The above preview is unformatted text

This student written piece of work is one of many that can be found in our GCSE Capital Punishment section.

Found what you're looking for?

  • Start learning 29% faster today
  • 150,000+ documents available
  • Just £6.99 a month

Not the one? Search for your essay title...
  • Join over 1.2 million students every month
  • Accelerate your learning by 29%
  • Unlimited access from just £6.99 per month

See related essaysSee related essays

Related GCSE Capital Punishment essays

  1. The Impact of the Black Death on the Christian Faith

    and God. It was a majority of the people who were convinced that the Black Death was most definitely the work of God, raining punishment down upon them. In September of the year 1348, His Holiness Pope Peter V (1340-1348)

  2. Analytical Essay - Jack London, Call of the Wild - Choose three dogs, other ...

    Dave showed excessive care for Buck above the other huskies. He never nipped Buck without cause. The concern that Dave demonstrated towards Buck, assisted Buck in achieving a higher standard in his work, eventually as leader. Curly, a sweet Newfoundland dog, one of Buck's first companions after he has been kidnapped.

  1. Speed Kills.

    And the more people in a car driven by a teenager, the higher the risk of a fatal accident, according to the study published in the Journal of the American Medical Association. The researchers said: "A survey of 192 high school drivers reported that dangerous driving behaviour, driving after drinking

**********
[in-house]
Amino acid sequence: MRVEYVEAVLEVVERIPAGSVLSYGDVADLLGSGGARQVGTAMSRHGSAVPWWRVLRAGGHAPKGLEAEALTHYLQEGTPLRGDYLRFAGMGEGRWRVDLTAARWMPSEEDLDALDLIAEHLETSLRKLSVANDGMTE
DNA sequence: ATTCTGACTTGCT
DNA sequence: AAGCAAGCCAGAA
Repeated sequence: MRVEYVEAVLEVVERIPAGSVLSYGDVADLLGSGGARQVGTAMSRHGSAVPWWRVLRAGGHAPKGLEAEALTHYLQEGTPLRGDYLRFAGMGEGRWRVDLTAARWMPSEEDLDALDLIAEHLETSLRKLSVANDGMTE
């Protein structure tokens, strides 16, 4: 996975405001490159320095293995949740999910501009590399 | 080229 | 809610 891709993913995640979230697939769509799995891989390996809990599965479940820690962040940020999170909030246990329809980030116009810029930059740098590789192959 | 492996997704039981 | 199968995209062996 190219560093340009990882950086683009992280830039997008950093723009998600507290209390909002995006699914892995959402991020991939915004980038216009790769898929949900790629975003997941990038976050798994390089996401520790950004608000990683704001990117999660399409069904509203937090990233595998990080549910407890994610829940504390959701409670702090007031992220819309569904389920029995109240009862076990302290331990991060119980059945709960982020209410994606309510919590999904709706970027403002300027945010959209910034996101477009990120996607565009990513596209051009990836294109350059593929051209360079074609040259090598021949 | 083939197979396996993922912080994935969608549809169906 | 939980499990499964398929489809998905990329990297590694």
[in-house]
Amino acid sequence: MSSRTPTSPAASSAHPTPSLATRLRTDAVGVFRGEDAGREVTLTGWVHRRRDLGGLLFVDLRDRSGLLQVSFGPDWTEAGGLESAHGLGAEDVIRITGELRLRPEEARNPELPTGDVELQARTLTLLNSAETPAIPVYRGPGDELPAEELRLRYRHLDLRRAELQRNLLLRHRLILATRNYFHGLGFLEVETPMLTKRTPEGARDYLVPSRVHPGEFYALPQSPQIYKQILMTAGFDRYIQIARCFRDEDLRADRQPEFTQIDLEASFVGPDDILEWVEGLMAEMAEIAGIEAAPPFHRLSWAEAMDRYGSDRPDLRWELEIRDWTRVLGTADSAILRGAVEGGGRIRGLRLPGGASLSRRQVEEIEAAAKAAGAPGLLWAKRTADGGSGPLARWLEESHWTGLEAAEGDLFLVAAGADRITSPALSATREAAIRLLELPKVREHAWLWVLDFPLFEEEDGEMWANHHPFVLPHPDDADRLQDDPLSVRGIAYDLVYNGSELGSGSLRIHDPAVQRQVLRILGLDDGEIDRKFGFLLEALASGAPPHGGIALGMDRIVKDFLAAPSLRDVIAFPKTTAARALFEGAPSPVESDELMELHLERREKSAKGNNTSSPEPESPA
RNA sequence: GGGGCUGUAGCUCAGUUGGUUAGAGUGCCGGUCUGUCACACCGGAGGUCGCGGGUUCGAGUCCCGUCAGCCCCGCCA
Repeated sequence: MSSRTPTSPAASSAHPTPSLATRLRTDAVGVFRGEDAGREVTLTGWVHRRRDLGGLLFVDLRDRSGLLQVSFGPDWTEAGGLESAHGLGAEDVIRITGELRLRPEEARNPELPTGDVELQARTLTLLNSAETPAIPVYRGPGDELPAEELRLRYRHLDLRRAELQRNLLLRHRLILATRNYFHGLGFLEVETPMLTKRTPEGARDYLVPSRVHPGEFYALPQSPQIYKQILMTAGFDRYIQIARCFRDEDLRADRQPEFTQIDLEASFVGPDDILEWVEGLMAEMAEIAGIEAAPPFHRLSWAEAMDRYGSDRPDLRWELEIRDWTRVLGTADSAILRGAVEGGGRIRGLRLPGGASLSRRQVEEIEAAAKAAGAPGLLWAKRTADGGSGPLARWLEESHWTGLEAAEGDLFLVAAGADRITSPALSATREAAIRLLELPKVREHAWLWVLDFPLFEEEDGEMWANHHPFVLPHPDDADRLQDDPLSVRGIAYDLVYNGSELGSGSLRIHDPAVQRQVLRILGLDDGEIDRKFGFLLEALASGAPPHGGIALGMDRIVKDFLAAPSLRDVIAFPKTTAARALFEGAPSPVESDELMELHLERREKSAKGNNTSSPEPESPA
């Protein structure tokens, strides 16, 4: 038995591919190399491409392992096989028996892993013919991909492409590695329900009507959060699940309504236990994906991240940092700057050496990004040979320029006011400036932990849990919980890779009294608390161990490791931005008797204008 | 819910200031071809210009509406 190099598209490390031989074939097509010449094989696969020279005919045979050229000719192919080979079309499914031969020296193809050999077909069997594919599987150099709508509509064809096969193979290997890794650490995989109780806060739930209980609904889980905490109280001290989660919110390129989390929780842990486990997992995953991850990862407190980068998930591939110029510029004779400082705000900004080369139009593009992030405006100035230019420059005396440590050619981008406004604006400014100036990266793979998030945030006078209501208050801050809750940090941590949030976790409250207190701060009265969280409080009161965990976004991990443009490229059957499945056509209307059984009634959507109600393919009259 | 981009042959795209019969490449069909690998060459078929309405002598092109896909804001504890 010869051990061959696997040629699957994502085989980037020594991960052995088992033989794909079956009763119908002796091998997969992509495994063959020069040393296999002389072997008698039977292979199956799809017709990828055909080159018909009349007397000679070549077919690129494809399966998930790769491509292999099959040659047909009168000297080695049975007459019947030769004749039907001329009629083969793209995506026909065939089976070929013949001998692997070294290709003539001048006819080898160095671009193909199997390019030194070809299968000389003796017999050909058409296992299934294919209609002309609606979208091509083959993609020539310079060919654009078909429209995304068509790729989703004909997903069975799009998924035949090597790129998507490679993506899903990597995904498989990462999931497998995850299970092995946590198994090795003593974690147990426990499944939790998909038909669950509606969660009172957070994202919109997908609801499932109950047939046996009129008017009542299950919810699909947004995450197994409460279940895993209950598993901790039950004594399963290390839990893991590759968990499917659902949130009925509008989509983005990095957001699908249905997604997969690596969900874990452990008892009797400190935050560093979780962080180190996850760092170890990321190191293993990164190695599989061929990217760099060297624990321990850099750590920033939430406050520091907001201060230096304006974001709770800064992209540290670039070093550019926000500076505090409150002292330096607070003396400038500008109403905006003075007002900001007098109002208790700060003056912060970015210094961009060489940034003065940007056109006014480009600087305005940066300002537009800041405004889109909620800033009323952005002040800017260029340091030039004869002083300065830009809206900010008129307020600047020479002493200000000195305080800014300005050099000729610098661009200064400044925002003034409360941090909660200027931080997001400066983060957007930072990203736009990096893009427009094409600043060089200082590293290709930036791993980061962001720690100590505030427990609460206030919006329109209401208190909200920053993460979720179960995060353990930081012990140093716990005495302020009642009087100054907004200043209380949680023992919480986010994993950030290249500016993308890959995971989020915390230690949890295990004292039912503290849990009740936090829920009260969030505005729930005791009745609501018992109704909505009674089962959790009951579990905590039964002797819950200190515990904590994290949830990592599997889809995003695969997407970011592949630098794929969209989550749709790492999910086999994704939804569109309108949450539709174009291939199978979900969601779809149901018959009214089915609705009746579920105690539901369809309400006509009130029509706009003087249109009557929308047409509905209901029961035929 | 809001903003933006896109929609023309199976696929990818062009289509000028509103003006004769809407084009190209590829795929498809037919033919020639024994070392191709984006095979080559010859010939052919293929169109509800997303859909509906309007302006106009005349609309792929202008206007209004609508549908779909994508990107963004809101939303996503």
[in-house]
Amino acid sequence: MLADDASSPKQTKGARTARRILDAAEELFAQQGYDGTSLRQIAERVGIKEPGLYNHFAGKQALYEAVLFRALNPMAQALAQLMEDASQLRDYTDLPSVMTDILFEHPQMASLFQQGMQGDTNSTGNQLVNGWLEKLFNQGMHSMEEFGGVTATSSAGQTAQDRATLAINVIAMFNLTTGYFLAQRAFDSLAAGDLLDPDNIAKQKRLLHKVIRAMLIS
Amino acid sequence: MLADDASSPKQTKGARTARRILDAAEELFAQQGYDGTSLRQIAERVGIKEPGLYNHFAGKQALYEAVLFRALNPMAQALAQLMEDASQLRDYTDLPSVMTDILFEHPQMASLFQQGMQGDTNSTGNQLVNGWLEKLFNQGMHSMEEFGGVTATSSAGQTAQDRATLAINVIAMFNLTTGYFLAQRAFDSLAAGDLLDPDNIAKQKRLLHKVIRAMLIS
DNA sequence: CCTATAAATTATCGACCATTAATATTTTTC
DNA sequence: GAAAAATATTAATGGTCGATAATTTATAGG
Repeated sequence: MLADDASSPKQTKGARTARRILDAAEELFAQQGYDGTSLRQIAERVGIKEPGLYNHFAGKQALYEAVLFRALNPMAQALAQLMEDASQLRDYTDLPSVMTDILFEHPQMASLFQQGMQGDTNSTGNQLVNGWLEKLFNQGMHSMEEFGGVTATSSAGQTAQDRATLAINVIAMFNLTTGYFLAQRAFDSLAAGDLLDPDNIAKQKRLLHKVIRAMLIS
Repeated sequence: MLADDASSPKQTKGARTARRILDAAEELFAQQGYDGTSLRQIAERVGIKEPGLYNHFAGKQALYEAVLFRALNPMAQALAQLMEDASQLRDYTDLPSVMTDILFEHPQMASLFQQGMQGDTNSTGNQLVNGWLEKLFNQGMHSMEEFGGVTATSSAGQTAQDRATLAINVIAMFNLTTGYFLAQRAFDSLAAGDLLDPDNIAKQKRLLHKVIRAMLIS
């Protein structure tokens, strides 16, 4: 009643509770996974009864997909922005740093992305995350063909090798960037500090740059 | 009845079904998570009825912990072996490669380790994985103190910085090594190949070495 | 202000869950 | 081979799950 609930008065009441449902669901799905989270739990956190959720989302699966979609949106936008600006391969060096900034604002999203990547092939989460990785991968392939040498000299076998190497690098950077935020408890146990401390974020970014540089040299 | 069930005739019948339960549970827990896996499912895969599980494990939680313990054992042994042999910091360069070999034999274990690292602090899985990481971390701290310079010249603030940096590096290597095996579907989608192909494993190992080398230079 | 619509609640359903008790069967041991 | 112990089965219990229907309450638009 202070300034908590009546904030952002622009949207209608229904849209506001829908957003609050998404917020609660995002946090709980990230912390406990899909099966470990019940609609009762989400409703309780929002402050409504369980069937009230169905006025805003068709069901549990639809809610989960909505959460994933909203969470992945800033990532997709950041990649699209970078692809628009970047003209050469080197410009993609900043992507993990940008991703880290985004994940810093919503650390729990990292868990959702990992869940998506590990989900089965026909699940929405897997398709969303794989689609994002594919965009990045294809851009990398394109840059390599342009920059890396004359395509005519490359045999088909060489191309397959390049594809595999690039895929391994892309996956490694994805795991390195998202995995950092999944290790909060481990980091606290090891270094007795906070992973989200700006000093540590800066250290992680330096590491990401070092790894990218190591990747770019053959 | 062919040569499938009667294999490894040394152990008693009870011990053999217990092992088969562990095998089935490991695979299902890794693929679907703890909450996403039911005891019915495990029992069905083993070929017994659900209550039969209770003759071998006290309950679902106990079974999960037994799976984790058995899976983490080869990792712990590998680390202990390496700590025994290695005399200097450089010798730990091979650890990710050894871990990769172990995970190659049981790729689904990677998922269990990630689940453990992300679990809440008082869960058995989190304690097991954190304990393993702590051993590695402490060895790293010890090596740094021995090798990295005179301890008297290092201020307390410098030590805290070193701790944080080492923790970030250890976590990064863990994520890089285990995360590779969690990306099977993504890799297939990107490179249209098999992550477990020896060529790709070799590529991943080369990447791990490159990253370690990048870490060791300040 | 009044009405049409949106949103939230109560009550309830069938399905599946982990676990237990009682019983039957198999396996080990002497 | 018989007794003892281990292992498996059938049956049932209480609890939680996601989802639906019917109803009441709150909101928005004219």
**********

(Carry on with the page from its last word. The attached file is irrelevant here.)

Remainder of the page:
2. The Nature of Evil

    He then goes on to 'how the youthful harlot's curse blasts the new-born infant's tear.' This use of imagery draws the reader's attention to the need for young mothers to resort to prostitution in order to support their families. When a crime has been committed, we decide on an appropriate

  1. Role of Fate

    The comment by the narrator in 'The Chronicles of a Death Foretold' "the cock of dawn would catch us trying to give order to the chain of many chance events that had made absurdity possible, and it was obvious that we weren't doing it from an urge to clear up

  2. What is a human being?

    * When personhood begins an abortion should not be allowed. Once personhood begins, terminating a baby is a form of murder. Most believe that it can only be justified if it will save the life of the mother, to prevent permanent disability, to prevent serious injury or if the mother conceived because of rape.

  1. The Debate over the merits of capital punishment has endured for years, and continues ...

    But isn\'t locking up a human being behind steel bars for many years, vengeance itself? And is it \"humane\" that an individual who took the life of another, should receive heating, clothing, indoor plumbing, 3 meals a day, while a homeless person who has harmed no one receives nothing?

  2. A Technical Killing: Inspector Guttridge's Report.

    * William Jones was the last person who admits seeing Simon alive. * One of the items due to be put on display was mysteriously placed on the display unit while Ms. Alison Beattie, a friend of the victim's, claimed she had left her display item on the trolley from the stockroom.

  • Over 160,000 pieces
    of student written work
  • Annotated by
    experienced teachers
  • Ideas and feedback to
    improve your own work